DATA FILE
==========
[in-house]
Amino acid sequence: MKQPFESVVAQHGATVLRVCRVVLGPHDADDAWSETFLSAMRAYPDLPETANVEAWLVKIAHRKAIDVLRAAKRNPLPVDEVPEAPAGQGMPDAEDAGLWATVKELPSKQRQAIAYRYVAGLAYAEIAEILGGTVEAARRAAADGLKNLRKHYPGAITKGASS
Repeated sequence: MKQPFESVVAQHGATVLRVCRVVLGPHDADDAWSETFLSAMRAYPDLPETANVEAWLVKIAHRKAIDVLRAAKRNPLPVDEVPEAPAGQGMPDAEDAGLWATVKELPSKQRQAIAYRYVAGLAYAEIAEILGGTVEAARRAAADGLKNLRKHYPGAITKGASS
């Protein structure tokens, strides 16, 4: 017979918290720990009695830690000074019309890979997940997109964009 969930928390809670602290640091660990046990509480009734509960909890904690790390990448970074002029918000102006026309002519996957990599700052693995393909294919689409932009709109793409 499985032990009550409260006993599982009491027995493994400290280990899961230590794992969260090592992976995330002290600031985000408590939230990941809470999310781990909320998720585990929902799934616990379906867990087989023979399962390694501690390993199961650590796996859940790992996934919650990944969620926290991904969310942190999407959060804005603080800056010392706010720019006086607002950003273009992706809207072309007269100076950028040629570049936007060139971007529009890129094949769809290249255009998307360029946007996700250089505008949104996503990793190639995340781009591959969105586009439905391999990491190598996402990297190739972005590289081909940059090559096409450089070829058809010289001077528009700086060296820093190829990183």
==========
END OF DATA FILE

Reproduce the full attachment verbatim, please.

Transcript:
[in-house]
Amino acid sequence: MKQPFESVVAQHGATVLRVCRVVLGPHDADDAWSETFLSAMRAYPDLPETANVEAWLVKIAHRKAIDVLRAAKRNPLPVDEVPEAPAGQGMPDAEDAGLWATVKELPSKQRQAIAYRYVAGLAYAEIAEILGGTVEAARRAAADGLKNLRKHYPGAITKGASS
Repeated sequence: MKQPFESVVAQHGATVLRVCRVVLGPHDADDAWSETFLSAMRAYPDLPETANVEAWLVKIAHRKAIDVLRAAKRNPLPVDEVPEAPAGQGMPDAEDAGLWATVKELPSKQRQAIAYRYVAGLAYAEIAEILGGTVEAARRAAADGLKNLRKHYPGAITKGASS
């Protein structure tokens, strides 16, 4: 017979918290720990009695830690000074019309890979997940997109964009 969930928390809670602290640091660990046990509480009734509960909890904690790390990448970074002029918000102006026309002519996957990599700052693995393909294919689409932009709109793409 499985032990009550409260006993599982009491027995493994400290280990899961230590794992969260090592992976995330002290600031985000408590939230990941809470999310781990909320998720585990929902799934616990379906867990087989023979399962390694501690390993199961650590796996859940790992996934919650990944969620926290991904969310942190999407959060804005603080800056010392706010720019006086607002950003273009992706809207072309007269100076950028040629570049936007060139971007529009890129094949769809290249255009998307360029946007996700250089505008949104996503990793190639995340781009591959969105586009439905391999990491190598996402990297190739972005590289081909940059090559096409450089070829058809010289001077528009700086060296820093190829990183």